A study conducted by a team of scientists in the laboratory of Rebecca Wingert, assistant professor, Elizabeth and Michael Gallagher Family Professorship in Adult Stem Cell Research in the Department of Biological Sciences, has provided novel insights into the genetic program of kidney cell development.
The research project, “Zebrafish nephrogenesis is regulated by interactions between retinoic acid, mecom, and Notch signaling” was published recently in the prestigious biomedical journal Developmental Biology. The study was led by Yue (Zoe) Li, currently a fourth year graduate student in Biological Sciences, with contributions from her co-authors Christina Cheng, currently a second year graduate student in Biological Sciences, and Valerie Verdun, a current senior undergraduate Biology major.
Kidney diseases that arise from congenital defects and acquired conditions affect millions worldwide, with the current estimate that one in nine people will be affected by a kidney condition in their lifetime. Kidney diseases are caused by defects in nephrons, specialized tubules that normally work to cleanse the blood and control water and electrolyte balance. Understanding how nephron cells arise during development and how they can be replaced following injury are crucial areas of research for stem cell biologists.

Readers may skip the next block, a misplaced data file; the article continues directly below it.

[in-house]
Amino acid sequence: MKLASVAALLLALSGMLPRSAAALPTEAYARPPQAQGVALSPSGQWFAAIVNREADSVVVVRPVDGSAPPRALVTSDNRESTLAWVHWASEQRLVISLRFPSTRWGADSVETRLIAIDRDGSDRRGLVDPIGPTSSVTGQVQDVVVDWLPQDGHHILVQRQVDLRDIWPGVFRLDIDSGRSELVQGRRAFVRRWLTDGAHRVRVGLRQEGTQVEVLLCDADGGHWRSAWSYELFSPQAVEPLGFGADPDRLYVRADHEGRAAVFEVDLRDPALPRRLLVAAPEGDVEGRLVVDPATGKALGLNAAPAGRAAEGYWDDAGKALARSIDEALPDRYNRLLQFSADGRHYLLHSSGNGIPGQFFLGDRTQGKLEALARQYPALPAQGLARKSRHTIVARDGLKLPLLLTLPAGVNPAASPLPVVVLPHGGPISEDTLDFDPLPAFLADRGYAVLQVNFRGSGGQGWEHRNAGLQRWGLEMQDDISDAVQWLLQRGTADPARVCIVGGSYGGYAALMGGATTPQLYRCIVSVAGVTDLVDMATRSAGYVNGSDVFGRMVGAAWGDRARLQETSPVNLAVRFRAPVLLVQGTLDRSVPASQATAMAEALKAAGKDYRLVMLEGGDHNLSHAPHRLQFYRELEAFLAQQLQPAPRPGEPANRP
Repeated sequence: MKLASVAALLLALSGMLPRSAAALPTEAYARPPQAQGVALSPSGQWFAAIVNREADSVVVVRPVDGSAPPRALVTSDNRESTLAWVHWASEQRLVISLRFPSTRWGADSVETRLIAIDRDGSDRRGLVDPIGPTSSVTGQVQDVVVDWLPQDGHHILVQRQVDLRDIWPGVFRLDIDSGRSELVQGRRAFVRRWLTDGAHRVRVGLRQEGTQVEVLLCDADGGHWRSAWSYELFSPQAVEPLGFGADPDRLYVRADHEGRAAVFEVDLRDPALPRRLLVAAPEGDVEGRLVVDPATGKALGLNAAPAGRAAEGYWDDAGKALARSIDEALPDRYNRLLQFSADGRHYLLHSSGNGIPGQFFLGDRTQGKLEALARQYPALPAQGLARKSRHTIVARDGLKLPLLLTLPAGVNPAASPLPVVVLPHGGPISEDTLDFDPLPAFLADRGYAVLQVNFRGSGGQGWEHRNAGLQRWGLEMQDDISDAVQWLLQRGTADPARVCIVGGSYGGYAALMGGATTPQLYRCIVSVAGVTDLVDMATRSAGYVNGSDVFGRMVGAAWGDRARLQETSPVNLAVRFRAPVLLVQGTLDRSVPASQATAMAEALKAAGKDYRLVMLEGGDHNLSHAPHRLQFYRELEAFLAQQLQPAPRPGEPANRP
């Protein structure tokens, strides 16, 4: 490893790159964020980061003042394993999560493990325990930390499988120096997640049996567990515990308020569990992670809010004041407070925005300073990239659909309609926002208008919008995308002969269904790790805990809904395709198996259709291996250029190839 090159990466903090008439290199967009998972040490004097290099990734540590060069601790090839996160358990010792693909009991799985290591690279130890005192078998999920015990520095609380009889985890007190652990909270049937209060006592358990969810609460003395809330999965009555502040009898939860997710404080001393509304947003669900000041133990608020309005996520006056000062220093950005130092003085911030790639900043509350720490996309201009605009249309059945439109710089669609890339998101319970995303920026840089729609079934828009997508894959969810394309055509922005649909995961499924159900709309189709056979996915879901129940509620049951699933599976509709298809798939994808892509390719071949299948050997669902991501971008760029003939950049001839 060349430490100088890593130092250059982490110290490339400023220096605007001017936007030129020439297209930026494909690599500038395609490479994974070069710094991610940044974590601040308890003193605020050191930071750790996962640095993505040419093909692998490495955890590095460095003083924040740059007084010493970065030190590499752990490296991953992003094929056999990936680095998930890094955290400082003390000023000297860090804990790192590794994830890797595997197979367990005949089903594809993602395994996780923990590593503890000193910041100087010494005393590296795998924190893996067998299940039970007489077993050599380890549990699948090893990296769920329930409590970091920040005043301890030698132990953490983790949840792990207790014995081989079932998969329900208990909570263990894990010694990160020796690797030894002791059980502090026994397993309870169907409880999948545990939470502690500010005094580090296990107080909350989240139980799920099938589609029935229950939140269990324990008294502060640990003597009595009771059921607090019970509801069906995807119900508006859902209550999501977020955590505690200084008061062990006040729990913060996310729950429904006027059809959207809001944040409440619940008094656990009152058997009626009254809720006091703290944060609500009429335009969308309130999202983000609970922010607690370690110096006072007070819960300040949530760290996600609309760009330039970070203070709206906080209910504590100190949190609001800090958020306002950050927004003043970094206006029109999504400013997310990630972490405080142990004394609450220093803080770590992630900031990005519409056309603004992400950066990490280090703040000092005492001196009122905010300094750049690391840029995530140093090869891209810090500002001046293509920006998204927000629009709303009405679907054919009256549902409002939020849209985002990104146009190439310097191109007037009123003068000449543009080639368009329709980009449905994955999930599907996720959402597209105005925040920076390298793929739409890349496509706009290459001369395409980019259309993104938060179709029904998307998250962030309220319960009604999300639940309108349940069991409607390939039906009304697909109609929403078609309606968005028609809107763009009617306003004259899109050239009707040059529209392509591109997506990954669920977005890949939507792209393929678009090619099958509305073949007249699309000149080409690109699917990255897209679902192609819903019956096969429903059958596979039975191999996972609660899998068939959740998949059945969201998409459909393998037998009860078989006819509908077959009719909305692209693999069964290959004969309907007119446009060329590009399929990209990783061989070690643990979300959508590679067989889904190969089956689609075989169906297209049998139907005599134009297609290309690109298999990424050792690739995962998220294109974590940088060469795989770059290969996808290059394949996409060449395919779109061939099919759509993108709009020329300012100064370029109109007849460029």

In their study, Li, et al. used the zebrafish to interrogate the functional role of several genes during kidney formation. Zebrafish contain nephrons that are highly similar to humans, and thus provide an applicable research model to perform nephrology research. The researchers identified several unappreciated functions of the zinc finger transcription factor mecom, uncovering that this gene is needed to properly form a segment of cells located in the distal part of the nephron tubule. They also determined the cross-talk between mecom and two other signaling pathways that are necessary for normal nephron development.
These studies help to define the genetic regulatory networks that program renal lineage development. Knowledge about these networks is vital for future studies aimed at triggering the regeneration of nephron cell types in the context of kidney disease.
Contact: Rebecca A. Wingert, 574-631-0907
Originally published by Rebecca Wingert at biology.nd.edu on April 30, 2014.